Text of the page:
‘You aren’t from Seaburgh’, the old man said.’Go back to your hotel. Don’t think about the crown again.’
Paxton is on holiday in Seaburgh, a small English,town near the sea. He likes old things and old stories … but he doesn’t always listen. He takes a famous old crown from the ground. Suddenly, there is a shadow behind him, and Paxton is very afraid.
CHAPTER 1: Paxton’s Story
‘Do you want to see a doctor?’ Long asked.
‘No, no, ’ the young man said. ‘I… I’m afraid. ’
It’s a cold night. Come in and sit down.
Don’t be afraid. That noise is only the wind in the trees. Please listen to my story.
It started on a dark, dark night in Seaburgh. Do you know Seaburgh? It’s a small English town near the sea. There’s a train station near it, and there are some houses and shops. There’s one small hotel. The beach is good and long, but the sea is usually very cold. (That isn’t a problem for me. I don’t like swimming!)
I was at the hotel there with my friend, Henry Long. It was cold that April and there weren’t many people in Seaburgh. That was good for us because it was quiet.
It was a good holiday. Every day Long and I walked near the sea.
In the evenings we liked to sit in the hotel and talk.
Suddenly, one evening, there was a noise at the door. A young man opened it.
‘I’m sorry,’ he said to us. ‘Please excuse me.’
‘That’s OK,’ I said.
‘Come in,’ Long said.
The young man came into the light. He was short and he had dark hair. I looked at his unhappy face.
‘What’s wrong?’ I asked. ‘Are you OK?’
‘Do you want to see a doctor?’ Long asked.
‘No, no,’ the young man said. ‘I … I’m afraid.’
‘Why?’ Long asked.
The young man didn’t answer my friend’s question.
‘Sit down and have a drink,’ I said. ‘What’s your name?’
He didn’t say his first name. (I don’t know it today.)
‘What’s wrong, Paxton?’ I asked.
The young man looked at me and then at Long. His eyes were big and his face was white.
‘You don’t know me,’ he said.
‘I understand that. But please believe me. Please.’
This was very important to him.
Then Paxton started his story.
Long and I listened for a long time.
Here is his story.
Paxton was on holiday in Seaburgh, too. He liked old buildings, and there were a lot of them near Seaburgh.
One day he went on his bicycle to a church near the town. It was a beautiful small church.
There was an old picture on it with three crowns. It was very interesting and Paxton wanted to know about it.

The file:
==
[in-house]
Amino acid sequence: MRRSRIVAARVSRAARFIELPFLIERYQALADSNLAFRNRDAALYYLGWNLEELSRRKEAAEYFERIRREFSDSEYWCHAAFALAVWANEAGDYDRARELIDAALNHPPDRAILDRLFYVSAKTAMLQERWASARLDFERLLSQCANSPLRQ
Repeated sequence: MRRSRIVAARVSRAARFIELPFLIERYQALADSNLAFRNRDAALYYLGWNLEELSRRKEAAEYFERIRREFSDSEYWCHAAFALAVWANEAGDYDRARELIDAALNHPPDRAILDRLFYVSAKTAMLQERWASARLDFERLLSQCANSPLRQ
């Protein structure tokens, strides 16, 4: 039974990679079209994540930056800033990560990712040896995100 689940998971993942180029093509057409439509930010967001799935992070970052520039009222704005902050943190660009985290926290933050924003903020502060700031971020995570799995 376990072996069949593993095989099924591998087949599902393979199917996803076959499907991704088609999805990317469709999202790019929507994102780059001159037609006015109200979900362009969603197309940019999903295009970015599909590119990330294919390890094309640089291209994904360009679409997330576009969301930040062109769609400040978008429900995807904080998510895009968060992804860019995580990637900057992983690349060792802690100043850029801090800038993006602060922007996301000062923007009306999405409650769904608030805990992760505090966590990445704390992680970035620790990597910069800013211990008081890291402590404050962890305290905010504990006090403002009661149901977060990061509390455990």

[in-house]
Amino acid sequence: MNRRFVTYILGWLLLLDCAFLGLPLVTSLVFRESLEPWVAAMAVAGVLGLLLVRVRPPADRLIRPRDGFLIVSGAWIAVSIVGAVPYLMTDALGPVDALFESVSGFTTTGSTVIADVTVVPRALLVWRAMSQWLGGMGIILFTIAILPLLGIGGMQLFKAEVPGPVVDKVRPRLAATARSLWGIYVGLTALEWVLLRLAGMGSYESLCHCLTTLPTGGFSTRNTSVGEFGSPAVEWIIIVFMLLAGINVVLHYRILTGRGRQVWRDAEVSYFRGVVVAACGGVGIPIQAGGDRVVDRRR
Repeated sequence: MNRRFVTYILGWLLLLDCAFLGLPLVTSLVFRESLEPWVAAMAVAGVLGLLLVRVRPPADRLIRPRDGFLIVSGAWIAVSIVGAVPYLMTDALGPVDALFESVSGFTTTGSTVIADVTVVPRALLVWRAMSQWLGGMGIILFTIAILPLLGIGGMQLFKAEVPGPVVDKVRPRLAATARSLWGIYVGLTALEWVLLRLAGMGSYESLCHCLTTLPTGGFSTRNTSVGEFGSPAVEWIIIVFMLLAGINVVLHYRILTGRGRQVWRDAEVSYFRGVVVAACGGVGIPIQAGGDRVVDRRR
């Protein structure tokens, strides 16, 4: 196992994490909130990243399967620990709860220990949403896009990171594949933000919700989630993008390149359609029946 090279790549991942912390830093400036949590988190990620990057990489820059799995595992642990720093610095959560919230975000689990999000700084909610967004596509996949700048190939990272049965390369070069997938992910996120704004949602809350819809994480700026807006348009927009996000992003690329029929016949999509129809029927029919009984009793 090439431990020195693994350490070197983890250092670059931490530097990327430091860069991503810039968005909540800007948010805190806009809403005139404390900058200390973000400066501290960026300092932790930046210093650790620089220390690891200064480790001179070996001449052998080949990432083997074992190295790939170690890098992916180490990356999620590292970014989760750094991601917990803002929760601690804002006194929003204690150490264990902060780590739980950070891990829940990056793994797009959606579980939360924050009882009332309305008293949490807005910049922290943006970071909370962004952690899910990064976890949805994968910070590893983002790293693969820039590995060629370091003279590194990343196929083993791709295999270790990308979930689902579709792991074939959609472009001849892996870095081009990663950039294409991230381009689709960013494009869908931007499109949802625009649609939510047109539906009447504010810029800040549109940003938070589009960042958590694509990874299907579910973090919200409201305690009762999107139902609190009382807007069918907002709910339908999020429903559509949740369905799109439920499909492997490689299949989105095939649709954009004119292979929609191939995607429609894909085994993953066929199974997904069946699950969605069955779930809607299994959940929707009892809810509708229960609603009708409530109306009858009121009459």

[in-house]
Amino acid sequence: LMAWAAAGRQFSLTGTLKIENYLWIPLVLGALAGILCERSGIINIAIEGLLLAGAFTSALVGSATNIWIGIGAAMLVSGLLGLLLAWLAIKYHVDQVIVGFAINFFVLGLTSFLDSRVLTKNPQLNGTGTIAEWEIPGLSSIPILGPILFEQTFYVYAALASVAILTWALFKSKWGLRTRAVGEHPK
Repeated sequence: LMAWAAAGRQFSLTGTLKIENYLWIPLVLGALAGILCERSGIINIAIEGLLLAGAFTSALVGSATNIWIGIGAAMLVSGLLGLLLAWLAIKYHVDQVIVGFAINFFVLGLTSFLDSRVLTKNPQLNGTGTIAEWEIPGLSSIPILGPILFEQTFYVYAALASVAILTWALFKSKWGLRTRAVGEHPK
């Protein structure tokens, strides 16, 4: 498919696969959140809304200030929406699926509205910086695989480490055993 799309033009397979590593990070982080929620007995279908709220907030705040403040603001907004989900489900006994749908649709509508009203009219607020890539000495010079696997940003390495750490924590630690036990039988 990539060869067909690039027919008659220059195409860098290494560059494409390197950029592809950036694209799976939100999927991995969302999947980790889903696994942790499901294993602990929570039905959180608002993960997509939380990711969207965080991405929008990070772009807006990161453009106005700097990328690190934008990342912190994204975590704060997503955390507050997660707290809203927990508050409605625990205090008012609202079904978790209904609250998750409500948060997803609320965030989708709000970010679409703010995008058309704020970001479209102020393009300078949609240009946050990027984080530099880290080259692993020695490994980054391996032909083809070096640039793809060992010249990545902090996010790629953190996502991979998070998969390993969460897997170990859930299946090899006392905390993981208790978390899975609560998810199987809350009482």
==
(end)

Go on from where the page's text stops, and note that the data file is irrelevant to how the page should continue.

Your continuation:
There was an old man in the church garden.
‘Excuse me,’ Paxton said. ‘What do you know about this picture?’
The old man put down his spade and looked at the young man.
‘Do you know the story of the three crowns?’ he asked.
‘No,’ Paxton answered.
‘Seaburgh was always an important place,’ the old man said. ‘It is today, too. It’s important because it’s on the sea.’
‘I don’t understand,’ Paxton said.
‘The English wanted to protect their country from countries across the sea,’ the old man said. ‘They put three crowns in the ground near the sea. One of the crowns was here, near Seaburgh.’
‘But why?’ Paxton asked. He didn’t understand. ‘What did three crowns in the ground do?’
‘The three crowns were magic,’ the old man said. ‘Their magic protected the country.’
‘Do people believe that?’ Paxton asked with a smile.
‘Many people here in Seaburgh believe it,’ the old man answered.
‘But do you believe it?’ Paxton said.
The old man looked at the dark sea. His eyes were dark, too. He didn’t answer Paxton’s question.
‘And where are these crowns now?’ Paxton asked.
He looked at the water, too. There was a boat on the sea. It was small on the dark water.
‘That’s a difficult question,’ the old man said. ‘One of them is in London now. Every day people on holiday can go and look at it. One of the crowns is in the sea. Now only one crown is in the ground. But its magic is working today.’
‘Do you know about the last crown?’ Paxton asked. ‘Where is it?’
‘I don’t know that,’ the old man said.
‘Who knows?’ Paxton said.
‘Only the Agers family.’
‘Who are they?’
The old man looked into Paxton’s eyes. ‘Agers is a very old name in Seaburgh. The Agers were a family here for many years. Families come and go. But the Agers always stayed. They never moved away.’
‘The men of the family had a very important job.’ The old man was quiet now. ‘The crown protected the country, and the Agers protected the crown.’
Paxton didn’t believe the old man’s story, but it was very interesting to him.
‘Where are the Agers?’ he asked. ‘Can I talk to them?’